ESPN, the biggest player in this game of games, is about to start offering live content over the Internet through Dish Network's Sling TV, which will negate a lot of this problem.
There's another slight obstacle to consider. Remember that cable companies can offer packages that come bundled with Internet and phone services. To stream, you need Internet, so it's more convenient to bundle your Internet together with your cable than to negotiate Internet bandwidth prices.
But as I mentioned above, even those who subscribe to the pay-TV part of the service aren't using it as much, thus lowering network ratings, which makes cable prices rise to make up for it.
Not only is it an unsustainable model — it's already on its way out of the door.
Comcast even announced recently that it would soon offer a streaming TV service.
If one of the biggest, most despised names in cable is looking into Internet-based services, I'd be hard-pressed to find a better sign for cord-cutters.
There is a huge rub in all this... but one that Chris' little $3 tech stock has solved.
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Bring on the Bandwidth
Take a look at this U.S. Census Bureau chart showing the country's Internet sources in 2013:
The chart itself mentions that the percentage of mobile broadband sources shown may be underestimated. This chart, however, is about two years old; you can bet that gap has narrowed even further today!
And if you'll remember from the stock chart I showed you above, late 2013 was when Netflix's shares rocketed past Comcast's.
In other words, the switch toward broadband Internet is well on its way.
Now take things a step further...
My colleague Chris DeHaemer and his readers have caught onto this transition and zeroed in on a tiny tech company that's already gained a foothold in this developing situation by offering an array of delivery network services and is even taken part in streaming major live sports events — effectively cutting Comcast's last safety nets!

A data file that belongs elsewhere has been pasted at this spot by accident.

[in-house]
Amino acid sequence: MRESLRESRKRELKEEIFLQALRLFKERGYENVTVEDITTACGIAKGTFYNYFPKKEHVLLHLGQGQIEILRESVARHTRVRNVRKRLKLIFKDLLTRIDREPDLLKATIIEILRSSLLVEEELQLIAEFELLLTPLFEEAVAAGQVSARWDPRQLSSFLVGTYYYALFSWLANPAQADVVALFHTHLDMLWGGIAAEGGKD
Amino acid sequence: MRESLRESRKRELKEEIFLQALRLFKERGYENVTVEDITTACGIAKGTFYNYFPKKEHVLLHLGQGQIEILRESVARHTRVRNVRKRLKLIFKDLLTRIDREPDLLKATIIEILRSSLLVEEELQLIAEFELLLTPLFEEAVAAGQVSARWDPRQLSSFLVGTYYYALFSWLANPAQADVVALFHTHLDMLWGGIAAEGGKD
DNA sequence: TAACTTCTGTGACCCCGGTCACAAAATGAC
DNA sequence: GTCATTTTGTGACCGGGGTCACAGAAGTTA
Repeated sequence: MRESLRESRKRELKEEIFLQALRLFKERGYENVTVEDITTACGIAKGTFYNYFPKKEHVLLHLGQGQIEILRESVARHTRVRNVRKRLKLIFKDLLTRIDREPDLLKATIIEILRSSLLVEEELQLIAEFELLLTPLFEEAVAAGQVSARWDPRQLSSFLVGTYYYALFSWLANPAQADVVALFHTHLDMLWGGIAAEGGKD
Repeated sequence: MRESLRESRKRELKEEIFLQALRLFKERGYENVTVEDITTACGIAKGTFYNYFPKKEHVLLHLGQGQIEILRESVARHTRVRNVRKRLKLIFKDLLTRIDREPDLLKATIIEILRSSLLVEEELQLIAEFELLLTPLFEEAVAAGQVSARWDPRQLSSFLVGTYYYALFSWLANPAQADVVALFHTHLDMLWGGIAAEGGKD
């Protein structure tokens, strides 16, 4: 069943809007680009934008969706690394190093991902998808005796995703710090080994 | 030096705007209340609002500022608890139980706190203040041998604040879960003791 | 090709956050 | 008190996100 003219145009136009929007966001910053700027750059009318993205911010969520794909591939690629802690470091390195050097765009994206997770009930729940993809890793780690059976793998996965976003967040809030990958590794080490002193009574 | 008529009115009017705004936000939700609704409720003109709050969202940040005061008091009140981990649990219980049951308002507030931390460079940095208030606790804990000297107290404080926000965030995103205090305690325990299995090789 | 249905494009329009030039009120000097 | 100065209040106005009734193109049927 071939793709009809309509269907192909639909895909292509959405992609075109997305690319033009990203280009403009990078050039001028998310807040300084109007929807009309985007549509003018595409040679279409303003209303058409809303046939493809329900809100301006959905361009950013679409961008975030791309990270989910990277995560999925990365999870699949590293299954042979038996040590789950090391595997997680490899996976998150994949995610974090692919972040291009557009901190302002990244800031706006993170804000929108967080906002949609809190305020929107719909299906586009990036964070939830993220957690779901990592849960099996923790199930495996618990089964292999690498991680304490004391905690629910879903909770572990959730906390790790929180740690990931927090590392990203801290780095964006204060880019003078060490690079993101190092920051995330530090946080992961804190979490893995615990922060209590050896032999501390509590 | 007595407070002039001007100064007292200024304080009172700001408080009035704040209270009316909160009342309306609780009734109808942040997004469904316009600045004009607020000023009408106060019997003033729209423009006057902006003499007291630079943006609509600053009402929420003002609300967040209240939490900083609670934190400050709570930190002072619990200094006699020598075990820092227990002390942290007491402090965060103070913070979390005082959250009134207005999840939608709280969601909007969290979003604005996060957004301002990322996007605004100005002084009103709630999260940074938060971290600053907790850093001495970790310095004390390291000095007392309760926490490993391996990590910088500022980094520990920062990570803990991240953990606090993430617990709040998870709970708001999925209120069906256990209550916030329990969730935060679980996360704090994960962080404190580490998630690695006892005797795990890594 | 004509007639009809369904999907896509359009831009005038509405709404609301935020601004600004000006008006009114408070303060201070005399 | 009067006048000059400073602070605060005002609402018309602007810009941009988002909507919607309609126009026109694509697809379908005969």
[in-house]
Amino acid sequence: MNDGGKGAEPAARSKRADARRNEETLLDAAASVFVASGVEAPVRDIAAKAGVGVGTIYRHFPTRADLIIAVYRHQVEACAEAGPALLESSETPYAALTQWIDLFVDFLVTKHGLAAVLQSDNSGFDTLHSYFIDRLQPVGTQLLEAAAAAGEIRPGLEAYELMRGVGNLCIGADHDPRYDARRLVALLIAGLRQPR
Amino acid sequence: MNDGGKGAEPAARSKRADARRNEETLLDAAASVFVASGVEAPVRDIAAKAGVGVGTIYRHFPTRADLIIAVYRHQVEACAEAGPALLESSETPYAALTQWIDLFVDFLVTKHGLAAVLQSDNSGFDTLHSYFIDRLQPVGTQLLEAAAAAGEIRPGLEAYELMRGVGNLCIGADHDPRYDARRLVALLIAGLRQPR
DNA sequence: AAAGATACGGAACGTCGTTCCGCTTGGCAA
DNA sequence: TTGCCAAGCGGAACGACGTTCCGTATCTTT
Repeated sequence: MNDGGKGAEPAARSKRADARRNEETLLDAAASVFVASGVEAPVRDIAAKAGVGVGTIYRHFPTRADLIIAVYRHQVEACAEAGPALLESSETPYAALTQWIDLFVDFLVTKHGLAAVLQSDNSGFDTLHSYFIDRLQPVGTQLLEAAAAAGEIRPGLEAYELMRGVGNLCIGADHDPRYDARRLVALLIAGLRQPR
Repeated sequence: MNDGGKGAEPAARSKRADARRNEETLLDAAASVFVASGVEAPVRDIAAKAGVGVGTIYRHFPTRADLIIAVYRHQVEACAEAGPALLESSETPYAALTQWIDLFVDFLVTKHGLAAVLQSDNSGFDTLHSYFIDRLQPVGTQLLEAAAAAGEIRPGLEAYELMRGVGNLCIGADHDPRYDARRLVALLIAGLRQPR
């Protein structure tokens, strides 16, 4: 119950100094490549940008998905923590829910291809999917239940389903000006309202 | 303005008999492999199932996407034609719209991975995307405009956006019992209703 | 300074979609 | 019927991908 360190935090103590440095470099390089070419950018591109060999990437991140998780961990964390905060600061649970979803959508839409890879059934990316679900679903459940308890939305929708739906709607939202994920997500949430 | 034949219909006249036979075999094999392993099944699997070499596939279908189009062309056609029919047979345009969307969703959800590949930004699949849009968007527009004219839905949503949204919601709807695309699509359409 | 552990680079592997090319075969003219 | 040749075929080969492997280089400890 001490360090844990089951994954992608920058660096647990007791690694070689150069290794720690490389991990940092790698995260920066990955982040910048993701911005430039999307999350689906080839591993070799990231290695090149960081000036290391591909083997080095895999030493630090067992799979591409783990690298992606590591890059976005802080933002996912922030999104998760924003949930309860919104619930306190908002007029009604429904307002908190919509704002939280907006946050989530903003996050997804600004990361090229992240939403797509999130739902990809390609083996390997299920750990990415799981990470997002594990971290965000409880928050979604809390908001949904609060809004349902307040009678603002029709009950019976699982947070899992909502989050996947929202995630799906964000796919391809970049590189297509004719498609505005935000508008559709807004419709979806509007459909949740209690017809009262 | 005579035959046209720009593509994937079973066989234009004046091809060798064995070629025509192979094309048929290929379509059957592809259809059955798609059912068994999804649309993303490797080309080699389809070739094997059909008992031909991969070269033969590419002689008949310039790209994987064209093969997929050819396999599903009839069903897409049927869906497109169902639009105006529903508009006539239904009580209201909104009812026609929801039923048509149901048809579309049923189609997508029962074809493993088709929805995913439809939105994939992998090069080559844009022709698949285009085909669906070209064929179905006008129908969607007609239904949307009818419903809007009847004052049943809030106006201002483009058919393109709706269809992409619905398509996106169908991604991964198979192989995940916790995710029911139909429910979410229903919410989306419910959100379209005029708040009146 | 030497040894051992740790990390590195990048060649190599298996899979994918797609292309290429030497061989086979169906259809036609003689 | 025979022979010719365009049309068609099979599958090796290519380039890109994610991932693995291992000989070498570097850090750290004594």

Moreover, not only is the company running on a private network, but it's already providing services to one of the big streaming names, earning 6.9% of its 2014 revenue there.
Now, this is also not to mention the fact that unlike Comcast and Time Warner, it has a great relationship with its customers.
And we both know that popular opinion can make or break a company — just take a look at Blockbuster if you don't believe me.
If you haven't already, I suggest you take just a few minutes to let Chris show you the details behind this tiny tech company and why it's poised to make shareholders eight times their money from the death of cable.
Until next time,
A true insider in the energy markets, Keith is one of few financial reporters to have visited the Alberta oil sands. His research has helped thousands of investors capitalize from the rapidly changing face of energy. Keith connects with hundreds of thousands of readers as the Managing Editor of Energy & Capital as well as Investment Director of Angel Publishing's Energy Investor. For years, Keith has been providing in-depth coverage of the Bakken, the Haynesville Shale, and the Marcellus natural gas formations — all ahead of the mainstream media. For more on Keith, go to his editor's page.